As a practicing internist who prescribes contraception for women on a regular basis, I don’t see the current flame-throwing debate as being about religious principles or promiscuity, and certainly it isn’t about the need to save health-care dollars, as HHS Secretary Kathleen Sebelius has so disingenuously asserted.
Instead, in the age of Obamacare, the new insurance mandate is simply about increasing government regulation. But if you regulate insurers, they will fight back. If something is mandated, something else will be cut. Premiums will rise, not fall. Health-care costs will rise, not fall. While I think it is absurd and inflammatory to suggest that a law student like Sandra Fluke who wants her contraception paid for is necessarily promiscuous, at the same time it is equally absurd to suggest that mandating this kind of coverage will somehow save money while supposedly not implying a moral choice of one health-care service over another.
#ad#What do you think insurers are going to do to cover the contraception mandate and still preserve a profit? Let me tell you: Even as they are raising premiums, at the same time they will deny other services such as MRIs and CT scans, or they will cut doctors’ fees. Wouldn’t it be ironic if your contraception was covered but you couldn’t ask your doctor to write the prescription for it because he could no longer afford to accept your insurance?
That’s the main problem with Obamacare in the first place. Its proponents talk about extending health care to more and more people when what they are actually doing is extending health insurance. Insurance that will ultimately buy you less while promising to get you more. Insurance that is easy to use, with no payments up front, provided that you can find a doctor to accept it. Insurance that will break the American bank as it extends entitlements in every direction except where we need them the most. Would you want flood insurance that covered every rainstorm but didn’t pay out when there is actually a flood? I wouldn’t. I want my health insurance to be there when I am actually sick. I want it to have the resources to cover the best and most effective technology.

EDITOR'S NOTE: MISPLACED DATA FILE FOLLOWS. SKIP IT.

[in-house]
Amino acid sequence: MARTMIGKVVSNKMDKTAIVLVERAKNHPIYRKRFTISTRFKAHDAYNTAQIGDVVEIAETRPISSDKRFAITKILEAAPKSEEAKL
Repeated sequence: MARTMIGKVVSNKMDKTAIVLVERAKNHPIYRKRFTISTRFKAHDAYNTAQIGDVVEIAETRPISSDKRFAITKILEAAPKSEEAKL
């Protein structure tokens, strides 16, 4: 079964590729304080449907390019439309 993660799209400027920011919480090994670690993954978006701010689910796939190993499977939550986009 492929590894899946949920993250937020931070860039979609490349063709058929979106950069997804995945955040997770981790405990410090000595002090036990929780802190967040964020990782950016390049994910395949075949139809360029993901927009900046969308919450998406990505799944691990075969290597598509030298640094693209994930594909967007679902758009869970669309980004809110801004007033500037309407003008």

Sandra Fluke is not necessarily sex-seeking just because she wants her birth control paid for by insurance. But is she considering that the money to pay for her contraception has to come from somewhere? Plus, from a medical perspective, she is not representative of the real contraceptive needs of America’s youth. She isn’t using the kind of birth control that I and other doctors would recommend. I would like to see more condom use among my single patients, because condoms do not only prevent pregnancy, they also cut down dramatically on the risk of sexually transmitted diseases. At a time when we have an epidemic of human papillomavirus, with the majority of young people turning HPV positive within five years of becoming sexually active, our national dialogue should be about condoms and the HPV vaccine, not about how women are going to pay for their birth-control pills.
Condoms are cheap. If the Obama administration feels strongly about contraception, I recommend that it have people handing condoms out on every street corner.
Instead of suggesting that we control health-care costs by making fewer babies, the way China does, or compelling us to pay premiums to cover services we may or may not believe in, Secretary Sebelius would be wise to consider that fewer insurance mandates would save us the kind of money we need to treat patients who are really sick. Isn’t that a more moral approach to health care than trying to stop our future patients from being born?
— Marc Siegel, MD, is a professor of medicine at the NYU Langone Medical Center and medical director of the center’s Doctor Radio. He is a member of the Fox News Medical A-Team and the author of The Inner Pulse: Unlocking the Secret Code of Sickness and Health.